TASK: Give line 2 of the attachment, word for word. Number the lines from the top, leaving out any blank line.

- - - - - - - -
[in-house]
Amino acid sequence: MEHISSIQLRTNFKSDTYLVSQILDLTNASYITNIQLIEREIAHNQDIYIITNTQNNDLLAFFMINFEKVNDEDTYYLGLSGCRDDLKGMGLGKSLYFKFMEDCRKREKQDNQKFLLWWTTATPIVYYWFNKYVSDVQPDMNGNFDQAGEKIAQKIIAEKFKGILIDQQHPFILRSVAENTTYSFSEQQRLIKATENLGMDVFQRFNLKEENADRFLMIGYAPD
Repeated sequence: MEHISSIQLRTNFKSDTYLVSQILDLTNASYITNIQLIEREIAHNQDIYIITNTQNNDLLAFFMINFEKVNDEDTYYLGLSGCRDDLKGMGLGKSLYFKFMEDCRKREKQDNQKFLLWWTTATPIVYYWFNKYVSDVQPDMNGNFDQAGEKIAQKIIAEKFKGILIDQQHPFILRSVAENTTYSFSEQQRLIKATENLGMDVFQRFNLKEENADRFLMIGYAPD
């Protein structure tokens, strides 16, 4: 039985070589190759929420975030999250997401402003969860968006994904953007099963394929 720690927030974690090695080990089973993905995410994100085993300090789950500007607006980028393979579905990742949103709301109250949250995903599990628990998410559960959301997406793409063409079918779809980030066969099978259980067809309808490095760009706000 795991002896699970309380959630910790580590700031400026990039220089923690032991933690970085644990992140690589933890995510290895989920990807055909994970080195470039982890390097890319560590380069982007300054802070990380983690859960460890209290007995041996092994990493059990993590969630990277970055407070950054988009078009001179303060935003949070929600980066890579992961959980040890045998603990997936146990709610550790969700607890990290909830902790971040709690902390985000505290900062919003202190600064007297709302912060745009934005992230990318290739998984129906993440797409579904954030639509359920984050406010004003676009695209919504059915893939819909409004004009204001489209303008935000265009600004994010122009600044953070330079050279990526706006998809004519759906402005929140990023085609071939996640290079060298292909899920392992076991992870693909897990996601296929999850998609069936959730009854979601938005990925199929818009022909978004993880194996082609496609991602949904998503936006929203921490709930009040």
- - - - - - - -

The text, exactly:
Amino acid sequence: MEHISSIQLRTNFKSDTYLVSQILDLTNASYITNIQLIEREIAHNQDIYIITNTQNNDLLAFFMINFEKVNDEDTYYLGLSGCRDDLKGMGLGKSLYFKFMEDCRKREKQDNQKFLLWWTTATPIVYYWFNKYVSDVQPDMNGNFDQAGEKIAQKIIAEKFKGILIDQQHPFILRSVAENTTYSFSEQQRLIKATENLGMDVFQRFNLKEENADRFLMIGYAPD